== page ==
Tag Archives: Newfoundland

Ghost ship with cannibal rats may head to Scotland

An abandoned Russian ‘ghost ship’ infested with cannibal rats may be drifting towards the west coast of Scotland according to salvage experts.

The cruise liner Lyubov Orlova has been drifting across the Atlantic for almost a year after being cut adrift by the Canadian government and now a Belgian salvage company have asked Scots sailors to be on the lookout for the vessel which is worth £600,000 in scrap metal.

Built in Yugoslavia in 1976, the 300 foot ship was abandoned by its owners and crew at the port of St Johns in Newfoundland in September 2010 after they were unable to pay a $251,000 debt.

Two years later the Canadian authorities arranged to sell the hull for scrap to the Dominican Republic but en route the unlucky vessel broke its tow line one day out of port and began drifting towards oil platforms.

When Transport Canada regained control of the Lyubov Orlova, it was then decided to tow it into international waters and abandon the vessel rather than continue the voyage. At the time a statement said that the vessel: “no longer poses a threat to the safety of offshore oil installation, their personnel or the maritime environment. The vessel has drifted into international waters and given current patterns and predominant winds, it is very unlikely that the vessel will re-enter waters under Canadian jurisdiction”

Pim de Rhoodes, a Belgian salvage hunter, who has twice set off in search of the vessel only to return empty handed, said the only occupants now will be hundreds of rats forced to eat each other in order to survive, and that the vessel must still be drifting as not all of its lifeboat emergency beacons have been set off. Mr de Rhoodes said: “She is floating around out there somewhere. There will be a lot of rats and they eat each other. If I get aboard I’ll have to lace everywhere with poison.”

> Why ? If they’ve been drifting for so long, eating each other, all that must be left by now is one big fat rat. A marksman with a rifle sounds like a better option. 🙂

Kris Abelshausen, a logistics manager with Mr de Rhoodes company, Seatec, said the vessel could be drifting towards the Scottish coast: “If anyone spots it we’d like them to let us know.”

Under international maritime law a vessel abandoned at sea can become the property of those who find it, however the owners can attempt to ‘buy’ it back. The Seatec team may choose to either sell the vessel for its scrap value or keep the vessel. Mr Abelshausen said: “It is a huge vessel, larger than the current vessel we have and Mr de Rhoodes is keen to track it down.”

However another possible scenario is that the vessel has already sunk. Last February the Irish Coast Guard spotted that one of the vessel’s emergency position-indicating radio beacons (EPIRB) went off approximately 700 miles off the coast of County Kerry. However two trips by spotter planes failed to find the ship. Yesterday a spokesman for the Irish Coast Guard said the vessel could have sunk in such a manner that not all the remaining radio beacons would have been activated.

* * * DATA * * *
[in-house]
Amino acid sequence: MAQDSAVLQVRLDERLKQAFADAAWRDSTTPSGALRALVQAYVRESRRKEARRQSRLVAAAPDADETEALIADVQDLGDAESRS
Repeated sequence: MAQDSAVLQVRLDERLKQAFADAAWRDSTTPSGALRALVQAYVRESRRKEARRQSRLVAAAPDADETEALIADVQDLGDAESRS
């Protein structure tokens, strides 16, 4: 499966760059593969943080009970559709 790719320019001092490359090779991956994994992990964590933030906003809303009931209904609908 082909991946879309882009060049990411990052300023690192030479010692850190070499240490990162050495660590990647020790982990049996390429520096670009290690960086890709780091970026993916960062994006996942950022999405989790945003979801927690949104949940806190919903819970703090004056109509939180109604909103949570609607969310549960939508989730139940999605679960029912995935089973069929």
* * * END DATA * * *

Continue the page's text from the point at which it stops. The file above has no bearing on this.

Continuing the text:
A spokesperson for the UK Maritime and Coastguard Agency today said the vessel last came to their attention last year and there was doubt that it was still afloat: “We have received no reported sightings of the vessel since April last year – and there is no evidence to suggest it is still afloat.

“Any ‘ghost ship’ entering European waters is highly likely to be reported, due to the large number of vessels passing through the area. We would then act accordingly.”

Source –  The Scotsman, 24 Jan 2014

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Almanac – August 3

1719“A Woman, who had served the Lady Anne Harvey for about 16 years in the Quality of a Coachman, and always behaved very well, was brought to bed of a Child, to the Inexpressible Suprize of the Family, who always took her for a Man.”

The Original Weekly Journal, 1719

1527 – The first known letter from North America  sent by John Rut while at St. John’s, Newfoundland. Rut was an English mariner  who was chosen by Henry VIII to command an expedition to North America in search of the Northwest Passage; he set sail from Plymouth with two ships, on 10 June 1527.

1916 – Sir Roger Casement hanged.  Humanitarian campaigner and an Irish patriot, poet, revolutionary and nationalist.He sought to obtain German support for a rebellion in Ireland against British rule. Shortly before the Easter Rising, he  was arrested and subsequently convicted and executed by the British for treason by John Ellis and his assistants at Pentonville Prison in London.

1934 – Adolf Hitler became  the supreme leader of Germany by joining the offices of President and Chancellor into Führer.

1955 – The English-language version of Samuel Beckett‘s play Waiting For Godot first performed, at the Arts Theatre, London.

It was not an immediate success – on hearing the now famous lines “Nothing happens, nobody comes, nobody goes, it’s awful !”, a member of the audience is said to have retorted “Hear ! Hear !”.

1966 – Lenny Bruce died. American comedian, social critic and satirist. His 1964 conviction in an obscenity trial was followed by a posthumous pardon, the first in New York state history. He was renowned for his open, free-style, dangerous and critical form of comedy which integrated politics, religion, and sex. His tumultuous private life marked by substance abuse, promiscuity, as well as his efforts to prevent his wife from working as a stripper, made him a compelling figure. He paved the way for future outspoken comedians, and his trial for obscenity, in which – after being forced into bankruptcy – he was eventually found not guilty is seen as a landmark trial for freedom of speech.
Official cause of death was “acute morphine poisoning caused by an accidental overdose.

Mr. Frankenstein

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